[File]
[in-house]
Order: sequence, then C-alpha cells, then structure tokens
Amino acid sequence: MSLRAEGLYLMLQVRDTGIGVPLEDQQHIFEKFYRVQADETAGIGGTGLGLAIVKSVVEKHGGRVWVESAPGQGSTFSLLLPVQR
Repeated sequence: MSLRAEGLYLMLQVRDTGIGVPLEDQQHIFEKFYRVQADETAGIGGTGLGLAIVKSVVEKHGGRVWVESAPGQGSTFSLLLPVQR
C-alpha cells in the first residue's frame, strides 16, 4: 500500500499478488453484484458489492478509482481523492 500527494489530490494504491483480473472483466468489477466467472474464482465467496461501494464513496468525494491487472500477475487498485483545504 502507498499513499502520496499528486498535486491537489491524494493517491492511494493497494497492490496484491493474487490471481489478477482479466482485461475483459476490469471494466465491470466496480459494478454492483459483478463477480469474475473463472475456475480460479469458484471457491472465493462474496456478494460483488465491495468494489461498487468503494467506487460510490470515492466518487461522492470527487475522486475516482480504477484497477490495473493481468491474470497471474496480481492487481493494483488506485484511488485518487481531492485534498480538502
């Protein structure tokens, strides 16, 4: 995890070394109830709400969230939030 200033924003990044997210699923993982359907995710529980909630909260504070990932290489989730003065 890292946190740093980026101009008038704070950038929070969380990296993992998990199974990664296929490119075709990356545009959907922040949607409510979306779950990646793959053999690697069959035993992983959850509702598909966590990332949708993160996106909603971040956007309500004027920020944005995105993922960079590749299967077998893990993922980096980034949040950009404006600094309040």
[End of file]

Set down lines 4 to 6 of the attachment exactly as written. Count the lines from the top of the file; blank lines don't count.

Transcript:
Repeated sequence: MSLRAEGLYLMLQVRDTGIGVPLEDQQHIFEKFYRVQADETAGIGGTGLGLAIVKSVVEKHGGRVWVESAPGQGSTFSLLLPVQR
C-alpha cells in the first residue's frame, strides 16, 4: 500500500499478488453484484458489492478509482481523492 500527494489530490494504491483480473472483466468489477466467472474464482465467496461501494464513496468525494491487472500477475487498485483545504 502507498499513499502520496499528486498535486491537489491524494493517491492511494493497494497492490496484491493474487490471481489478477482479466482485461475483459476490469471494466465491470466496480459494478454492483459483478463477480469474475473463472475456475480460479469458484471457491472465493462474496456478494460483488465491495468494489461498487468503494467506487460510490470515492466518487461522492470527487475522486475516482480504477484497477490495473493481468491474470497471474496480481492487481493494483488506485484511488485518487481531492485534498480538502
């Protein structure tokens, strides 16, 4: 995890070394109830709400969230939030 200033924003990044997210699923993982359907995710529980909630909260504070990932290489989730003065 890292946190740093980026101009008038704070950038929070969380990296993992998990199974990664296929490119075709990356545009959907922040949607409510979306779950990646793959053999690697069959035993992983959850509702598909966590990332949708993160996106909603971040956007309500004027920020944005995105993922960079590749299967077998893990993922980096980034949040950009404006600094309040």